I'm quite curious about people who think that there is a particular value/meaning to humanity.

Most of the people I have questioned about this over the decades have fallen back on some sort of religious belief/explanation. I wondered if you'd have anything different to offer, that might make more sense to me.


I don't know if there is an independent value of Humanity - like, from a third-person point of view, a dispassionate one - but I personally ascribe value to humanity. Very few things that we see in nature (to be more specific, nothing) displays the characteristics that Life does and as far as we can tell at this time the highest order of Life.

To ask what the point of humanity is, is to ask what the point of Stars are, or gravity. We exist; that is the entire point in itself.

Rather then get into an argument over whether we should have priorities at all, let us focus on the practical reality of deciding what those priorities should be. I can't see how any priority could be higher then that which underpins ALL other priorities!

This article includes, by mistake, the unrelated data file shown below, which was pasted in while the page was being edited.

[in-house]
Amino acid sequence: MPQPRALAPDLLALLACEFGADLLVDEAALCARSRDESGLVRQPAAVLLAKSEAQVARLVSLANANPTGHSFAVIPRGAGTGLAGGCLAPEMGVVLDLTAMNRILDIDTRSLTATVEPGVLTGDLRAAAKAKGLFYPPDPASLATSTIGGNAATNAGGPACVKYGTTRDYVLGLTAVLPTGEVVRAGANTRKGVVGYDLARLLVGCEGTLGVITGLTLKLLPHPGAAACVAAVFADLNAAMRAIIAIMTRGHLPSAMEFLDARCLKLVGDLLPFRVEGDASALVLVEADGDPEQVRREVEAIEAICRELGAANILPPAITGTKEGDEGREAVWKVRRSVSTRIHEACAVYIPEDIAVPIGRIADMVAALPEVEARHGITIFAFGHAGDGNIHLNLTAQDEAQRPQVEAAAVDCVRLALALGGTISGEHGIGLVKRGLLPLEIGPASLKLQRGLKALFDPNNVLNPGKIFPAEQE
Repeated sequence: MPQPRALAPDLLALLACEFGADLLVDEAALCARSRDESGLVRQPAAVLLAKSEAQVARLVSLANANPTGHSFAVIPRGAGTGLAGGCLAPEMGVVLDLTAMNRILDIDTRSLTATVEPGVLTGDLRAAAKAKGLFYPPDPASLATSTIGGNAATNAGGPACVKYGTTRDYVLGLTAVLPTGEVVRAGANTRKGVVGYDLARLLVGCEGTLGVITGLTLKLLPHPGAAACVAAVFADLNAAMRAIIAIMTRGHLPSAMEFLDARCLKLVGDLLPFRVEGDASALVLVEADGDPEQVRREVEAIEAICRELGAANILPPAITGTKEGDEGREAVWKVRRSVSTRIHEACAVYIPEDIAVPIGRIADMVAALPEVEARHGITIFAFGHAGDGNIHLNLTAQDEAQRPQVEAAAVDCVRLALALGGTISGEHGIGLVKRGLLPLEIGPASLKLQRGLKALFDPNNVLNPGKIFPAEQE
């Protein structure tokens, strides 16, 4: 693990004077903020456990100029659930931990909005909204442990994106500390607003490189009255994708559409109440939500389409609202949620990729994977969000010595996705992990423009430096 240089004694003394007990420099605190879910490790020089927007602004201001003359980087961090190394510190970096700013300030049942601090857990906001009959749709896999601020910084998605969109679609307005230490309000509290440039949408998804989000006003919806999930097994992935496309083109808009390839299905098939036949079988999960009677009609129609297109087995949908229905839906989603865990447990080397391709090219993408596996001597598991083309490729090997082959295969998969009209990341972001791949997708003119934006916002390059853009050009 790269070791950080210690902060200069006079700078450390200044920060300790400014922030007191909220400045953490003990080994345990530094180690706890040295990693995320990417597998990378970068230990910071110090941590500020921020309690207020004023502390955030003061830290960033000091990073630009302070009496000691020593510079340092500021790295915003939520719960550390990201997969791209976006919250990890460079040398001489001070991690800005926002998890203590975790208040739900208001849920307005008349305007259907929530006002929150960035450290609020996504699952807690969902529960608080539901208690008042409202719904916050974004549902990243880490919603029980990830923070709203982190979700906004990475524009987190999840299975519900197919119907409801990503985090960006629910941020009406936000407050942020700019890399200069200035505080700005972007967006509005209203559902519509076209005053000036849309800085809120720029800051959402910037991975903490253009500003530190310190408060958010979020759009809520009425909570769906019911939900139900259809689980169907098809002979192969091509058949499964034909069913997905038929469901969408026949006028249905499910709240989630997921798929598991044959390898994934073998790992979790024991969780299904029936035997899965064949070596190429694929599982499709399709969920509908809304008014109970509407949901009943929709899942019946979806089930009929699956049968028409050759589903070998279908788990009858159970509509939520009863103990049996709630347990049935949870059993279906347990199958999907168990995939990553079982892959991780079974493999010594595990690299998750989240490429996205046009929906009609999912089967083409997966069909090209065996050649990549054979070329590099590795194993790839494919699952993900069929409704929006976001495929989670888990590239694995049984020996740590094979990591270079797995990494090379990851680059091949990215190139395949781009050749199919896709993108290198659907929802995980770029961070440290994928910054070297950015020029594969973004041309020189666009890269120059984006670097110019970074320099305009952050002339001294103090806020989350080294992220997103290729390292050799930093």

Cycloptichorn
0 Replies
 
engineer
 
  2  
Reply Tue 25 May, 2010 06:11 pm
@Cycloptichorn,
I think the fear of a world ending calamity are vastly overblown. Yes, the Earth has been hit before and a world ending hit maybe occurs every 600 million years. That means in the next million our chances of being hit are very small and we'll have probably killed ourselves off by then. Still, build a kinetic energy meteor deflector if you want. While you are at it, found a colony in the middle of the Mohave Desert so that you will be safe from germs and terrorist nuclear weapons. But while we're waiting for the comet to end the world, let's work on things to make the quality of life for the humans that are here better. Give me a cure for cancer over a Moon base any day. I respect your favoring the Moon base, but I can't see buying a tremendously expensive insurance policy for such a remote risk when there are there are so many better things to spend the money on.
rosborne979
 
  1  
Reply Tue 25 May, 2010 06:29 pm
@ehBeth,
ehBeth wrote:
Most of the people I have questioned about this over the decades have fallen back on some sort of religious belief/explanation. I wondered if you'd have anything different to offer, that might make more sense to me.

How 'bout pure hedonism Smile It's fun being us, so we should continue ourselves.
0 Replies